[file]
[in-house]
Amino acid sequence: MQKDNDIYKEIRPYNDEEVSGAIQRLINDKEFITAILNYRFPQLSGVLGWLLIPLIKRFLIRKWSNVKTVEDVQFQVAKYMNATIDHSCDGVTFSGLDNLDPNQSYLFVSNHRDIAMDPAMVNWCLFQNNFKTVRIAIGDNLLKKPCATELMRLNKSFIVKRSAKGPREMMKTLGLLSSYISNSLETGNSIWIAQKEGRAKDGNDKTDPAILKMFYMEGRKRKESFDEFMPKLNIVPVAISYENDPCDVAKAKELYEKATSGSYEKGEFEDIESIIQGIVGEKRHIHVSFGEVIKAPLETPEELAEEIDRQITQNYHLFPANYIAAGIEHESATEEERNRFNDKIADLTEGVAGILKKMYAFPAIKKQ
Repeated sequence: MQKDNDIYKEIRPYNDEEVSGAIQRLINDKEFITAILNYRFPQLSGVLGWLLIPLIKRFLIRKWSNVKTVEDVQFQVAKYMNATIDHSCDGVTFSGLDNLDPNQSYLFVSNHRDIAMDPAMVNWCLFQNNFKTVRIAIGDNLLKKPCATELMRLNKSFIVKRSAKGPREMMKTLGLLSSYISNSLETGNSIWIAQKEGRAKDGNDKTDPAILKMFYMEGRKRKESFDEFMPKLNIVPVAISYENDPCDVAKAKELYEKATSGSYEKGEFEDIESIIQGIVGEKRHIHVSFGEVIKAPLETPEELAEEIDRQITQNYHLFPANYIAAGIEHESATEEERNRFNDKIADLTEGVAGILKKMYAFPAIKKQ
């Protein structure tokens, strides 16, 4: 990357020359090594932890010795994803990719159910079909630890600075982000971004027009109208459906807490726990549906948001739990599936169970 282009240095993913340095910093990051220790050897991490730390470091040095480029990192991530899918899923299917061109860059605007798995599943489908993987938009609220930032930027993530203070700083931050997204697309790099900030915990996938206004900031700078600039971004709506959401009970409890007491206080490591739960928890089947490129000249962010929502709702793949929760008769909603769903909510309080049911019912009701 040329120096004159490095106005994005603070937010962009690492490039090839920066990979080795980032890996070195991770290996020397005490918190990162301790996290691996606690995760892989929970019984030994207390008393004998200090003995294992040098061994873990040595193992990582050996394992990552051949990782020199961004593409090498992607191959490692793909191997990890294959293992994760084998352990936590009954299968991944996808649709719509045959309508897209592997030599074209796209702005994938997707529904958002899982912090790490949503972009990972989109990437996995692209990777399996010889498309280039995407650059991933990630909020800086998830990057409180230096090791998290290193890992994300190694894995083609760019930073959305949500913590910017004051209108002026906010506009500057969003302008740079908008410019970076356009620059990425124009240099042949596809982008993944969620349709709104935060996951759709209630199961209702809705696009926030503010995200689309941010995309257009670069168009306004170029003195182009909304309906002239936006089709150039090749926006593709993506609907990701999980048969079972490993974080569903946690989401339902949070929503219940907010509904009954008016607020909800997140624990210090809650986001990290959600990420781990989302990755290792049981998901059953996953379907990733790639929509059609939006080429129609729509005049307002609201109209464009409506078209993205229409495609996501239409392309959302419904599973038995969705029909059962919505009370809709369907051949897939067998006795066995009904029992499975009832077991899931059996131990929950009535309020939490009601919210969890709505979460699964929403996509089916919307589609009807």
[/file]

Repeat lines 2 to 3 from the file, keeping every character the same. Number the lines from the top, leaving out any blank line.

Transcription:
Amino acid sequence: MQKDNDIYKEIRPYNDEEVSGAIQRLINDKEFITAILNYRFPQLSGVLGWLLIPLIKRFLIRKWSNVKTVEDVQFQVAKYMNATIDHSCDGVTFSGLDNLDPNQSYLFVSNHRDIAMDPAMVNWCLFQNNFKTVRIAIGDNLLKKPCATELMRLNKSFIVKRSAKGPREMMKTLGLLSSYISNSLETGNSIWIAQKEGRAKDGNDKTDPAILKMFYMEGRKRKESFDEFMPKLNIVPVAISYENDPCDVAKAKELYEKATSGSYEKGEFEDIESIIQGIVGEKRHIHVSFGEVIKAPLETPEELAEEIDRQITQNYHLFPANYIAAGIEHESATEEERNRFNDKIADLTEGVAGILKKMYAFPAIKKQ
Repeated sequence: MQKDNDIYKEIRPYNDEEVSGAIQRLINDKEFITAILNYRFPQLSGVLGWLLIPLIKRFLIRKWSNVKTVEDVQFQVAKYMNATIDHSCDGVTFSGLDNLDPNQSYLFVSNHRDIAMDPAMVNWCLFQNNFKTVRIAIGDNLLKKPCATELMRLNKSFIVKRSAKGPREMMKTLGLLSSYISNSLETGNSIWIAQKEGRAKDGNDKTDPAILKMFYMEGRKRKESFDEFMPKLNIVPVAISYENDPCDVAKAKELYEKATSGSYEKGEFEDIESIIQGIVGEKRHIHVSFGEVIKAPLETPEELAEEIDRQITQNYHLFPANYIAAGIEHESATEEERNRFNDKIADLTEGVAGILKKMYAFPAIKKQ